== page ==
Real de La Quinta History
by Aman Sandhu and Chris Chaplow
Real de La Quinta is a stunning 200-hectare residential resort located in the foothills just outside of the Sierra de las Nieves National Park in Málaga province, Spain. BRIGHT carefully selected Real de La Quinta to construct their award-winning Vista Lago Residences here, alongside the other sustainable villas and apartments that provide high-quality residence. Real de La Quinta and the land has a very interesting history.
The Old Path Through the Mountains
Centuries ago, the old path across Real de Quinta was one of the starting points (the other being Istan village) for the journey of both goods and people from Marbella on the coast to the inland town of Ronda and beyond. This route could only be made safely under the guidance of caballerías (cavalrymen or horsemen) because famous Highwaymen stalked the route. The last highwayman to be caught on this path was Flores Arrocha in 1932, who was shot in a clearing called Fuenfria. As the name suggests, today Fuenfria is a welcome stopping point for tourists to fill bottles with cold spring water whilst enjoying a walk in the Sierra de las Nieves park.
Next to the spring (and at other locations in the park), one might notice stone-walled pits about 4m across and 2m deep. These are called Pozo de Nieve (Snow Wells) and were used to pack winter mountain snow to make ice blocks destined for Ronda and Marbella.
Snow wells were built in the Sierra de las Nieves (“Snow Mountains”) to store the winter fallen snow, many of which still exist to this day. The snow would be pressed with large wooden rams until it turned into ice, where it would later be extracted and carried on the backs of mules to destinations as far away as Seville, Gibraltar, and even Ceuta. The trade was most active during the warmer months of spring and summer, and the transportation would be done at night to reduce liquefaction. But the journey was only made worse with the knowledge of highwaymen stalking the path.
The route is quiet today because of an innovative project that began in 1877 for a road linking Ronda with the coast that was also suitable for horse-drawn carriages. It was completed in 1939, according to plans signed by engineers José Fernández Castanys and Julián Dorao, and Ronda was finally united to the coast by the twisty road we are familiar with today – the Ronda Road. The old route was made redundant.
Imagine back in the early 20th century the mule-man watches as his crew finishes extracting the last block of ice from the snow wells in the Sierra de las Nieves. They attached it to the mules and prepared for the long, perilous journey towards Marbella so that the fishermen could conserve their catch.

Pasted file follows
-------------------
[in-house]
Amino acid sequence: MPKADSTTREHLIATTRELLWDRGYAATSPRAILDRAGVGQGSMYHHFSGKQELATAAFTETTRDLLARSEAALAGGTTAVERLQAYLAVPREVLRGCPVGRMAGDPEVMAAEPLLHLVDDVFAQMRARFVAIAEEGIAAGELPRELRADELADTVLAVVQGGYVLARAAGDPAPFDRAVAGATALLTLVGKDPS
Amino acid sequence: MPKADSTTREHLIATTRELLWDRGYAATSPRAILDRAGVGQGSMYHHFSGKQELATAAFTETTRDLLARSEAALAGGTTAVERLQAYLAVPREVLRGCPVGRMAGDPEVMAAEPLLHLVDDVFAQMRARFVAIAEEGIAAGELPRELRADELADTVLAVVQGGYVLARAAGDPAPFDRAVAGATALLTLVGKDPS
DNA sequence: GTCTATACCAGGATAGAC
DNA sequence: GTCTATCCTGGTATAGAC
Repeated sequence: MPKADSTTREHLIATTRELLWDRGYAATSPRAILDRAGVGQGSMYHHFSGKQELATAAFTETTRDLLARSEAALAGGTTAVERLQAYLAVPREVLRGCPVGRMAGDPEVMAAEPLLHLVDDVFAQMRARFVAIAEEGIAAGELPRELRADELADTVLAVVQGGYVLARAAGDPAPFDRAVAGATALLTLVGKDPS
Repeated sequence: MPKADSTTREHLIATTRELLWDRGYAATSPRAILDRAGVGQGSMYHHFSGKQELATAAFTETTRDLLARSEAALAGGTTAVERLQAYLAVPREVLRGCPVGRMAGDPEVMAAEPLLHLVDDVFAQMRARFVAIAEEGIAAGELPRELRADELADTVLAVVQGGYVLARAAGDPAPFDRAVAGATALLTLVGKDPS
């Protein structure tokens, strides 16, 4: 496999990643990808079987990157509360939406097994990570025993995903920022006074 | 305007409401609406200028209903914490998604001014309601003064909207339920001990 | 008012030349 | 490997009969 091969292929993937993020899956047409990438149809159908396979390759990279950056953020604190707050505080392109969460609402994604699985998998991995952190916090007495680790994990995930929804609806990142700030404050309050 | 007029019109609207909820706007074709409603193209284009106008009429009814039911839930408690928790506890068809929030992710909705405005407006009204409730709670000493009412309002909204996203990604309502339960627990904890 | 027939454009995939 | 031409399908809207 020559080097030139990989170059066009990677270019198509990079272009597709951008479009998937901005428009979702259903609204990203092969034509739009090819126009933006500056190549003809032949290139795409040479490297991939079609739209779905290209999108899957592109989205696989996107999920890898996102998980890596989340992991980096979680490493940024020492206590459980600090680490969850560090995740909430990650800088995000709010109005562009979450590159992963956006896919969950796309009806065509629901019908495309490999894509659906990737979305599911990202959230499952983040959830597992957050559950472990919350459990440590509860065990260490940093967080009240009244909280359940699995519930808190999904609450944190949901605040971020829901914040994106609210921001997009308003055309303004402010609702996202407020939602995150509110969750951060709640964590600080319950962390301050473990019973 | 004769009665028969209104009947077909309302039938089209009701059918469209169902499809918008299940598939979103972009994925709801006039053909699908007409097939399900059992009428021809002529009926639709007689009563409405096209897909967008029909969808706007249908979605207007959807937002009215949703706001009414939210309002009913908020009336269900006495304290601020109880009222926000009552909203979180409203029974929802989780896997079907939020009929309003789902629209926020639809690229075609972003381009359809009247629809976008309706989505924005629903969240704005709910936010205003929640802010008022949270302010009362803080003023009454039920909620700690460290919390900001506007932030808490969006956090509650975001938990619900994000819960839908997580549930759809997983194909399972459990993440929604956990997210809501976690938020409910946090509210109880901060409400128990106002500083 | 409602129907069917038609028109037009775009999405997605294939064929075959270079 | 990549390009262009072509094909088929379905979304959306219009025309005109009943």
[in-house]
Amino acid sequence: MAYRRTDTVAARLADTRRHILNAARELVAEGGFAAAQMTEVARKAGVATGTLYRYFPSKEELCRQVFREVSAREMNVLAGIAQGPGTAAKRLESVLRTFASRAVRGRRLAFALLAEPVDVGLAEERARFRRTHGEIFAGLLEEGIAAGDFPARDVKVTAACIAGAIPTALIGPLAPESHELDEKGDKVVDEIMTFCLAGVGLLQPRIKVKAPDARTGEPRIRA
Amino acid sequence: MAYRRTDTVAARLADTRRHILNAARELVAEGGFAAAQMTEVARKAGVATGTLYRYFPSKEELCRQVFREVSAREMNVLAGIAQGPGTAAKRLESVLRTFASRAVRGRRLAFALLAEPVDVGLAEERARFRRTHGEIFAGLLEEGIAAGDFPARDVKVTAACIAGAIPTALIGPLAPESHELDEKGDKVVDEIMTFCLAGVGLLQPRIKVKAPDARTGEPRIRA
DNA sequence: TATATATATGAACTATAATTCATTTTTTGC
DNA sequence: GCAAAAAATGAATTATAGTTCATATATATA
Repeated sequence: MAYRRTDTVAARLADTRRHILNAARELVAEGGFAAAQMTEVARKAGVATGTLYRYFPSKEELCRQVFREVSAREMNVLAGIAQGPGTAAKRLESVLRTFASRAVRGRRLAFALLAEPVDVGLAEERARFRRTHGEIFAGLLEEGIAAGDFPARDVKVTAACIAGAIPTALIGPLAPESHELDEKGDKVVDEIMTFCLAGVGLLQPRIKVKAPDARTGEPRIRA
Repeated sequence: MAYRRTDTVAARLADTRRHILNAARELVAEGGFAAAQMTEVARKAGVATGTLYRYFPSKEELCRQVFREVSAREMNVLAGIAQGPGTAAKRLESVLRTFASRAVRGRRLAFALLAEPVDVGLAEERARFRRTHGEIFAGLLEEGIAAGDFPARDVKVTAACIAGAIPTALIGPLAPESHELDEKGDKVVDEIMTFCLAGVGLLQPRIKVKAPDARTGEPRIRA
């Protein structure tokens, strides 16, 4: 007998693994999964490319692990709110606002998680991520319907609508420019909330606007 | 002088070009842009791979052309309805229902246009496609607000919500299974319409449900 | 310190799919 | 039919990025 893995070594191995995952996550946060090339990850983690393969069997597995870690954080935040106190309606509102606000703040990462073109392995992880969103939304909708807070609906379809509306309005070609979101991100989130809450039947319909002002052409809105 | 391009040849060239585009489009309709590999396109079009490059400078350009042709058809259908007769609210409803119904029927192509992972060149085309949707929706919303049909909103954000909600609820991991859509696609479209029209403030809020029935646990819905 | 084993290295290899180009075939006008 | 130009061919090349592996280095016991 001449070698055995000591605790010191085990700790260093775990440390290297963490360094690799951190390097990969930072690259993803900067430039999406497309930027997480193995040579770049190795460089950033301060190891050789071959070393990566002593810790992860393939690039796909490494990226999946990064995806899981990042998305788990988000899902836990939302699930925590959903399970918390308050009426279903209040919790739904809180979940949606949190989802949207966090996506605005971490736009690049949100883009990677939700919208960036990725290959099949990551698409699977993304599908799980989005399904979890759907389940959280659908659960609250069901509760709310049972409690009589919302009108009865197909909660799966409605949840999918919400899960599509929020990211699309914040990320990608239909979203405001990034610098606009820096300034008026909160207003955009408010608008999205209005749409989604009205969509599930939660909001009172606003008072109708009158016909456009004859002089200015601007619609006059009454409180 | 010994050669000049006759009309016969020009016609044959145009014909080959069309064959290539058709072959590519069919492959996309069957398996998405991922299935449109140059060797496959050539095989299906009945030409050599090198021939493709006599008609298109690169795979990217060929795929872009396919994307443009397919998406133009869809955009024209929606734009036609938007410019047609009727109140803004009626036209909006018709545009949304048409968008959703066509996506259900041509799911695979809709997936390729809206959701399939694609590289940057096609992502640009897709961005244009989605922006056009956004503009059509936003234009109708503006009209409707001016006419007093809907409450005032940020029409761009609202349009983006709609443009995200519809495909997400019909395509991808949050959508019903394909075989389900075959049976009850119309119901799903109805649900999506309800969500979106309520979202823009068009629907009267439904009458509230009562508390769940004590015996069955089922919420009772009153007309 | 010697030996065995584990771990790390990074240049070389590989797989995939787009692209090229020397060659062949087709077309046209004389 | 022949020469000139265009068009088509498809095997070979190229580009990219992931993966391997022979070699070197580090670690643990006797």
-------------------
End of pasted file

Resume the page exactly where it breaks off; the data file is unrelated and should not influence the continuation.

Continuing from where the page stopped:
The mule-man takes one last look back to the rolling hills as he arrives in Marbella while the sun begins to rise. He wonders what will become of this land in 100 years’ time. Little would he expect that the land upon which he laid eyes would become a development of luxury villas built around the Costa del Sol’s largest man-made lake.
The Heredia Estate
The landscape of the lower slopes of the Sierra Blanca had changed once before in the beginning of the 19th century, where the mountainside was covered in oak woodlands.
Manuel Agustín Heredia (1786 – 1846) was originally from Rabanera de Cameros in La Rioja, and moved to Malaga at the age of fifteen, finding work as a shop assistant. He started his first business in 1808 during the War of Independence. He traded nuts, wine from Malaga, and graphite from Benahavís with Gibraltar.
In 1813, he married Doña Isabel Livermore Salas, who was the daughter of Don Tomás Livermore Page, an English merchant based in Malaga and sister-in-law of the Marquis of Salamanca.
In 1826, Heredia led a consortium to build Ferrería de la Concepción in Marbella, the iron foundry that was the first blast furnace to operate in Spain. El Angel foundry followed some months later, both were located on the west bank of the Rio Verde in Marbella. La Concepcion’s ruins survive today, albeit in desperate need of preservation. El Angel became part of the San Pedro farming cooperative. A new mine was opened; Mina de Peñoncillo near Istán. The project was initially not so successful and most of the shareholders pulled out. Undeterred Heredia, working with a military engineer in 1833 built Fábrica de La Constancia foundry in Malaga city to refine the Marbella production. It was fuelled by Coal shipped in from the UK to produce higher-grade stronger cast iron.
The Marbella ironworks consumed all the trees on the Sierra Blanca. When they had exhausted those supplies, they began on the woodland of Benahavis although, fortunately, it didn’t suffer to the same extent as Marbella.